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sys no-std simsimd

Fastest SIMD-Accelerated Vector Similarity Functions for x86 and Arm

5 stable releases

new 3.8.1 Feb 22, 2024
3.8.0 Feb 13, 2024
3.7.5 Jan 30, 2024
0.1.2 Jan 27, 2024

#48 in Hardware support

Download history 157/week @ 2024-01-24 20/week @ 2024-01-31 54/week @ 2024-02-07 194/week @ 2024-02-14

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120KB
2K SLoC

C 678 SLoC // 0.1% comments Python 537 SLoC // 0.1% comments JavaScript 233 SLoC // 0.0% comments Rust 209 SLoC TypeScript 187 SLoC // 0.3% comments C++ 174 SLoC // 0.0% comments Go 106 SLoC // 0.2% comments Jupyter Notebooks 25 SLoC Shell 7 SLoC

SimSIMD 📏

Hardware-Accelerated Similarity Metrics and Distance Functions

Implemented distance functions include:

  • Euclidean (L2), Inner Distance, and Cosine (Angular) spatial distances.
  • Hamming (~ Manhattan) and Jaccard (~ Tanimoto) binary distances.
  • Kullback-Leibler and Jensen–Shannon divergences for probability distributions.

Technical Insights and related articles:

Benchmarks

Apple M2 Pro

Given 1000 embeddings from OpenAI Ada API with 1536 dimensions, running on the Apple M2 Pro Arm CPU with NEON support, here's how SimSIMD performs against conventional methods:

Kind f32 improvement f16 improvement i8 improvement Conventional method SimSIMD
Cosine 32 x 79 x 133 x scipy.spatial.distance.cosine cosine
Euclidean ² 5 x 26 x 17 x scipy.spatial.distance.sqeuclidean sqeuclidean
Inner Distance 2 x 9 x 18 x numpy.inner inner
Jensen Shannon 31 x 53 x scipy.spatial.distance.jensenshannon jensenshannon

Intel Sapphire Rapids

On the Intel Sapphire Rapids platform, SimSIMD was benchmarked against auto-vectorized code using GCC 12. GCC handles single-precision float but might not be the best choice for int8 and _Float16 arrays, which has been part of the C language since 2011.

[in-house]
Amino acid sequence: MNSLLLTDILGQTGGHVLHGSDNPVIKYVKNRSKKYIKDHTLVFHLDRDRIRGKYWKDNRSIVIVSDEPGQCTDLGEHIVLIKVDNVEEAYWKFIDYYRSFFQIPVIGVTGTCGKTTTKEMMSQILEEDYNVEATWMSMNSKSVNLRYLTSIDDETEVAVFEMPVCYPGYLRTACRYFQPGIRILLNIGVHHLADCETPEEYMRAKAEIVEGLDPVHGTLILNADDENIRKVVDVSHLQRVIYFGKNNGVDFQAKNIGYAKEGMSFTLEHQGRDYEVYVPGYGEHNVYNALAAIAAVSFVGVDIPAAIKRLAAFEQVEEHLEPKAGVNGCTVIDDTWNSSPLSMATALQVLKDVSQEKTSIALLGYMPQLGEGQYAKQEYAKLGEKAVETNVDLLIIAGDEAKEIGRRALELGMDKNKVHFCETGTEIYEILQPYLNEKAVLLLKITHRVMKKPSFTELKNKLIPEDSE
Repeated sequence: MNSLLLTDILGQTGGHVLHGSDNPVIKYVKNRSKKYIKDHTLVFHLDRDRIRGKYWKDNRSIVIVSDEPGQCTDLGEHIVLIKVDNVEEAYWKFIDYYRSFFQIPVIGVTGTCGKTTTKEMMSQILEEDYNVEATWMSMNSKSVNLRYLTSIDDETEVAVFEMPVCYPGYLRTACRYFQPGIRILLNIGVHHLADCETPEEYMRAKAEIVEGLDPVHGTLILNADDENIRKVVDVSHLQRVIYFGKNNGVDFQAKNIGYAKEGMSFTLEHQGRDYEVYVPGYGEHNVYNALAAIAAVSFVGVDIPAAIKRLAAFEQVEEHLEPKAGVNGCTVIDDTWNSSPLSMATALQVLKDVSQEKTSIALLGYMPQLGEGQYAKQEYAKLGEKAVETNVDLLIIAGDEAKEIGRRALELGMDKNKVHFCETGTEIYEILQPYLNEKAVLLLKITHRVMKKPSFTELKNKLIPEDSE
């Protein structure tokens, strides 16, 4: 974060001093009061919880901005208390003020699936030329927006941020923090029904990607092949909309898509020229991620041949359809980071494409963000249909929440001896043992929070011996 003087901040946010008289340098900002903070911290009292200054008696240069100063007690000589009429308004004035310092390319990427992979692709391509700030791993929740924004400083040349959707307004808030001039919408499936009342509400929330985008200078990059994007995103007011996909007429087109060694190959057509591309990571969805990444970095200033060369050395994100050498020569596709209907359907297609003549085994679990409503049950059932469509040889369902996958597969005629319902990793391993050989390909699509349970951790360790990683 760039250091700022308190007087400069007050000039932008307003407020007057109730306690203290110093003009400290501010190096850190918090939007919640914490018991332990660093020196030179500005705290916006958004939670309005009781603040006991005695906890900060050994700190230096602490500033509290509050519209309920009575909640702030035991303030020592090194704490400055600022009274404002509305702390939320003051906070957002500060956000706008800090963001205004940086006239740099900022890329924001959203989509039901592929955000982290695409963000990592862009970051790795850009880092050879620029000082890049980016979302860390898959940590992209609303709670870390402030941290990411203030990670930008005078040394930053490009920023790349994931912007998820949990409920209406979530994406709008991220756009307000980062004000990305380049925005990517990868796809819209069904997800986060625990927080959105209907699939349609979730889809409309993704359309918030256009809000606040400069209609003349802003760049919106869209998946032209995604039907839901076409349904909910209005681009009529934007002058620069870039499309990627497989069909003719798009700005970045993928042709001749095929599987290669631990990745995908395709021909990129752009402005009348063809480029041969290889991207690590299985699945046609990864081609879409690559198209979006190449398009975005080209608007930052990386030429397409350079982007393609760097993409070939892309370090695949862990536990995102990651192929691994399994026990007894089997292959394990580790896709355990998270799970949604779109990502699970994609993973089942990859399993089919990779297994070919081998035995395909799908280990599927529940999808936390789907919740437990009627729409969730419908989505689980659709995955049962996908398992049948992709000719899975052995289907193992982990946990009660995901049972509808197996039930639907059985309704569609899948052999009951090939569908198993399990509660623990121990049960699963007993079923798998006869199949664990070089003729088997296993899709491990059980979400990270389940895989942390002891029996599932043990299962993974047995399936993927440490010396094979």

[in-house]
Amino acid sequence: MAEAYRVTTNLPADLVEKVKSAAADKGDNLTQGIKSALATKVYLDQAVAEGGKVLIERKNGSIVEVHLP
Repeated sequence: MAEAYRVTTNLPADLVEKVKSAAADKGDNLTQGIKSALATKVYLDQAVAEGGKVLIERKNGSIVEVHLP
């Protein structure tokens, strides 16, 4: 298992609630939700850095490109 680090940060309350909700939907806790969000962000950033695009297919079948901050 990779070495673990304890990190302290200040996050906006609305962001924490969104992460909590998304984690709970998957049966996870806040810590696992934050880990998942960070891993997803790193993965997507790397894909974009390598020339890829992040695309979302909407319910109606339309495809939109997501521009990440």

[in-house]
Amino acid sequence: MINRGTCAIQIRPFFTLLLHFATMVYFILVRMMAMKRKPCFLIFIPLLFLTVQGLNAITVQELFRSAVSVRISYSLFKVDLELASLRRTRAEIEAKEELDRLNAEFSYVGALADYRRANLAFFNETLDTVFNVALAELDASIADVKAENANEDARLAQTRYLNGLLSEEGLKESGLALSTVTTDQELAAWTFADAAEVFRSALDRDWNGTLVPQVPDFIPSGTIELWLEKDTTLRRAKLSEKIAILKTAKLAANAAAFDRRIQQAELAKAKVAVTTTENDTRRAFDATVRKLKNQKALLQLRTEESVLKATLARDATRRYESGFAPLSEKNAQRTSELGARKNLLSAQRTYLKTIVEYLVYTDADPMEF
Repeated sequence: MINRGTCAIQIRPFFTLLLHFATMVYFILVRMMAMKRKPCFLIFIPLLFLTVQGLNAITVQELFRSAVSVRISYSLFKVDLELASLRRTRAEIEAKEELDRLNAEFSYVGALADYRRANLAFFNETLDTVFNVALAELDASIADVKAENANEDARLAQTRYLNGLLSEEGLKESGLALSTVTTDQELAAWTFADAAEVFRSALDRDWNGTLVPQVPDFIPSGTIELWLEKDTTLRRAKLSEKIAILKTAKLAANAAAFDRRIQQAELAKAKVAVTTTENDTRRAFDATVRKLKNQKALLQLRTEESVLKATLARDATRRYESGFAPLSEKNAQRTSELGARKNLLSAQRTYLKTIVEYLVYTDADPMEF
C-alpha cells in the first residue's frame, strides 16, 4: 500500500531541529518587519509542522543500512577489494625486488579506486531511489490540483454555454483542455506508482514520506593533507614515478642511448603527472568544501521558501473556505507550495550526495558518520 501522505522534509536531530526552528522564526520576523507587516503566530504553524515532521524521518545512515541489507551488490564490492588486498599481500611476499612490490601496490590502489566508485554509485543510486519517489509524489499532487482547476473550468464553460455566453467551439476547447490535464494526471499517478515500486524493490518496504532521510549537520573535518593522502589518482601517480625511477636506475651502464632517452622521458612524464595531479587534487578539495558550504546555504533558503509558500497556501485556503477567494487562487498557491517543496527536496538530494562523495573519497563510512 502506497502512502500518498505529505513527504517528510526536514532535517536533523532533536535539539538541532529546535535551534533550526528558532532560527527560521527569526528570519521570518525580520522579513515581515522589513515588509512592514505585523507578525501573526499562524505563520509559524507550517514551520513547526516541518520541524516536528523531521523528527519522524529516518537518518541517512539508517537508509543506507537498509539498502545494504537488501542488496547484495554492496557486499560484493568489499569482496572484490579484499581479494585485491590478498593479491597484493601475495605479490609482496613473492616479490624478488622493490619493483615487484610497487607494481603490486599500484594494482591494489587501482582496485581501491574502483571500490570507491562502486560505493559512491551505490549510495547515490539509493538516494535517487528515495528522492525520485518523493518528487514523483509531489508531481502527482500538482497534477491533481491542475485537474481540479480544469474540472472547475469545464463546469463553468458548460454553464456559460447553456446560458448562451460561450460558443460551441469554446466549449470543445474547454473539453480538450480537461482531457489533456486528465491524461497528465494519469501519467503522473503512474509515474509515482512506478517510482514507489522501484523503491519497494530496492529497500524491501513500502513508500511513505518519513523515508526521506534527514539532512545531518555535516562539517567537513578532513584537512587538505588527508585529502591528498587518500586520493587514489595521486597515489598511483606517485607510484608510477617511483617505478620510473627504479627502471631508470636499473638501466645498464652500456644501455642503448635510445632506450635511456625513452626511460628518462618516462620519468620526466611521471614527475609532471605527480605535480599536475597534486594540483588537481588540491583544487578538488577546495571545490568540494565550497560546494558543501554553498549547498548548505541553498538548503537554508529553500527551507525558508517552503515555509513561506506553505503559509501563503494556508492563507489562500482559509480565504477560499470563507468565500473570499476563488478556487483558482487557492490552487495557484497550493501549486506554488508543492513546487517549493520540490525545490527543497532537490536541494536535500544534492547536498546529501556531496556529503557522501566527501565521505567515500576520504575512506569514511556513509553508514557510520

Kind GCC 12 f32 GCC 12 f16 SimSIMD f16 f16 improvement
Cosine 3.28 M/s 336.29 k/s 6.88 M/s 20 x
Euclidean ² 4.62 M/s 147.25 k/s 5.32 M/s 36 x
Inner Distance 3.81 M/s 192.02 k/s 5.99 M/s 31 x
Jensen Shannon 1.18 M/s 18.13 k/s 2.14 M/s 118 x

Broader Benchmarking Results:

Using SimSIMD in Python

The package is intended to replace the usage of numpy.inner, numpy.dot, and scipy.spatial.distance. Aside from drastic performance improvements, SimSIMD significantly improves accuracy in mixed precision setups. NumPy and SciPy, processing i8 or f16 vectors, will use the same types for accumulators, while SimSIMD can combine i8 enumeration, i16 multiplication, and i32 accumulation to entirely avoid overflows. The same applies to processing f16 values with f32 precision.

Installation

pip install simsimd

Distance Between 2 Vectors

import simsimd
import numpy as np

vec1 = np.random.randn(1536).astype(np.float32)
vec2 = np.random.randn(1536).astype(np.float32)
dist = simsimd.cosine(vec1, vec2)

Supported functions include cosine, inner, sqeuclidean, hamming, and jaccard.

Distance Between 2 Batches

batch1 = np.random.randn(100, 1536).astype(np.float32)
batch2 = np.random.randn(100, 1536).astype(np.float32)
dist = simsimd.cosine(batch1, batch2)

If either batch has more than one vector, the other batch must have one or the same number of vectors. If it contains just one, the value is broadcasted.

All Pairwise Distances

For calculating distances between all possible pairs of rows across two matrices (akin to scipy.spatial.distance.cdist):

matrix1 = np.random.randn(1000, 1536).astype(np.float32)
matrix2 = np.random.randn(10, 1536).astype(np.float32)